Fighting sports stadiums is a lost cause

As the U.S. Bank Stadium construction heads into its final months, we’re well past having a logical debate on the value of publicly financed pro-sports stadiums.

There’s no reasonable economic benefit to be gained by subsidizing pro sports stadiums, most every piece of research in the last two decades has shown. But the pro-sports machine has won, anyway. At least on this issue of public policy, facts don’t matter.

And yet, journalists still try to explain the disconnect as The Atlantic’s CityLab did this afternoon.

“The overwhelming conclusion of decades of economic research on the subject is that using public funds to subsidize wealthy sports franchises makes zero economic sense and is a giant waste of taxpayer money,” Richard Florida, the co-founder of CityLab writes in his piece today.

So why do we do it? Or, more accurately, why do we keep allowing it to be done to us?

It’s time put an end to runaway public subsidies to lucrative sports franchises. Is there any other industry or field of business where taxpayers are asked to hand over astronomical sums to billionaire owners and their millionaire employees?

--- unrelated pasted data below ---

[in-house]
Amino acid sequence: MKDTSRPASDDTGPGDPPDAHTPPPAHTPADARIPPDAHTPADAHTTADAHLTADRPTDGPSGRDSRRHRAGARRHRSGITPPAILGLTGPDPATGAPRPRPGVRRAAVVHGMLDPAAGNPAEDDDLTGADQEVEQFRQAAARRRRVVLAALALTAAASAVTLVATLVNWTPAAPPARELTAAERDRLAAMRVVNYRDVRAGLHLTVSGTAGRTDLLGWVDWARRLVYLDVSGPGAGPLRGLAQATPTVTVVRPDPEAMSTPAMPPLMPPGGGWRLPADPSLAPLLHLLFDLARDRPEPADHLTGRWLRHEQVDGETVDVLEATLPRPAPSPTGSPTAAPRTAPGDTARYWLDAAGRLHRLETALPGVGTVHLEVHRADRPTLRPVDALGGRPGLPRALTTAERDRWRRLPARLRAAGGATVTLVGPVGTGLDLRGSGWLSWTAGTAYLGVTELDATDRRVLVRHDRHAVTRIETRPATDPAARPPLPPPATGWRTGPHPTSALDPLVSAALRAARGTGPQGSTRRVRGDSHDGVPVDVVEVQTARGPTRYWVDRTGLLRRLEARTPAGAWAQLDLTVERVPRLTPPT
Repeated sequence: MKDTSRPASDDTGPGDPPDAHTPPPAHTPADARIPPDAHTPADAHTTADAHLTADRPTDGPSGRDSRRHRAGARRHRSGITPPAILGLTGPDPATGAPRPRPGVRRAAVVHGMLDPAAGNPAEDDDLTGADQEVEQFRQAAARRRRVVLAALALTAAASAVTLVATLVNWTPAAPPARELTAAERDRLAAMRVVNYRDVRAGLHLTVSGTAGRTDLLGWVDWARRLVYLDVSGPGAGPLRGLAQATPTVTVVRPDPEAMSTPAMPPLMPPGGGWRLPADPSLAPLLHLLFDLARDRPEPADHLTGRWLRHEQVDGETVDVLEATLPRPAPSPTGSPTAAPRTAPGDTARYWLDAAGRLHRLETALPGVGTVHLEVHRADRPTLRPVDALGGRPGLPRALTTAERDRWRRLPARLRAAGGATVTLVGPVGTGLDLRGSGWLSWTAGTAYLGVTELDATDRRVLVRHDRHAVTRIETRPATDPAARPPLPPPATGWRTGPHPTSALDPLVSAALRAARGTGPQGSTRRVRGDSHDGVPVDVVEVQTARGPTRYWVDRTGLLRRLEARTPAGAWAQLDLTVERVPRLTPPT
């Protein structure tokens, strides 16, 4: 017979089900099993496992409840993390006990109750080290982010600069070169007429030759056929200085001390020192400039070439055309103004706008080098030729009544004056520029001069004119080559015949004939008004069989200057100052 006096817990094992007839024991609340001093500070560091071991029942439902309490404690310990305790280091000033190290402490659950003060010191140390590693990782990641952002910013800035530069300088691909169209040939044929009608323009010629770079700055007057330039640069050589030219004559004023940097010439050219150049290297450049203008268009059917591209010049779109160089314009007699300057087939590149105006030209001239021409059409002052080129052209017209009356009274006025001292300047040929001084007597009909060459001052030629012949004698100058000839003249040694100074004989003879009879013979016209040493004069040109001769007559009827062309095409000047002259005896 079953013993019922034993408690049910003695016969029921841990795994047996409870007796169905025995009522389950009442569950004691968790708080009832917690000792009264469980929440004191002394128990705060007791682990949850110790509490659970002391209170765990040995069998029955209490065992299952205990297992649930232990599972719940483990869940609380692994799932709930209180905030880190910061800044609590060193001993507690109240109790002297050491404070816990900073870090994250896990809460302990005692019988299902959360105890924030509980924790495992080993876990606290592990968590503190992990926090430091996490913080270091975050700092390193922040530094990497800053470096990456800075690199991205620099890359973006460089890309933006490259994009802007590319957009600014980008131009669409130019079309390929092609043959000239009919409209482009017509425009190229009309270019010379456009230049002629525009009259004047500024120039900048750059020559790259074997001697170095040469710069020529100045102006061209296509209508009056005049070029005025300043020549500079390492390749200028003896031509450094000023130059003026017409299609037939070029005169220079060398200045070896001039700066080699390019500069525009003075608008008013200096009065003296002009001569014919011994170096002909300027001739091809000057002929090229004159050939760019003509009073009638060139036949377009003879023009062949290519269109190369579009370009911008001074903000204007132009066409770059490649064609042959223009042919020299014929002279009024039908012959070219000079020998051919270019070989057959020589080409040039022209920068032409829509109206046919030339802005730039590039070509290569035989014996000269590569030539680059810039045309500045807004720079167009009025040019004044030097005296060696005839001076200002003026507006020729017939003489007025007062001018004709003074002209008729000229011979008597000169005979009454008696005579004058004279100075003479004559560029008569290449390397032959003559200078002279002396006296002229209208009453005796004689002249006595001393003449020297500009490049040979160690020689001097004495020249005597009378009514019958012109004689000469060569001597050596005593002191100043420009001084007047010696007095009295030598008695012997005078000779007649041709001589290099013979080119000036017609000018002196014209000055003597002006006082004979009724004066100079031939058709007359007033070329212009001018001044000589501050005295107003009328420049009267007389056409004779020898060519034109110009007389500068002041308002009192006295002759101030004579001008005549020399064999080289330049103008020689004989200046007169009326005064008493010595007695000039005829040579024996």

If cities and states cannot stop themselves, it’s up to the federal government to step in. As Andrew Sharp put it recently at Grantland: “Isn’t this what the federal government is for? If there’s interstate commerce that wreaks havoc on state and local governments as a rule, shouldn’t Congress step in to legislate the business back to sanity?” I could not agree more.

Sports economists suggest using federal antitrust laws to keep professional sports teams and leagues in line—something Congress has been reluctant to enforce. President Obama’s 2016 budget proposal called for a ban on using tax-exempt municipal bonds to fund stadiums, but in the current climate, Congress does not appear likely to act on it.

It’s high time to stop this madness once and for all.

In destroying the myth of the value of sports stadiums 14 years ago, no less an authority than the Federal Reserve Bank of St. Louis turned to no less an authority than Mark Twain.

“It’s not what we don’t know that hurts. It’s what we know that just ain’t true.”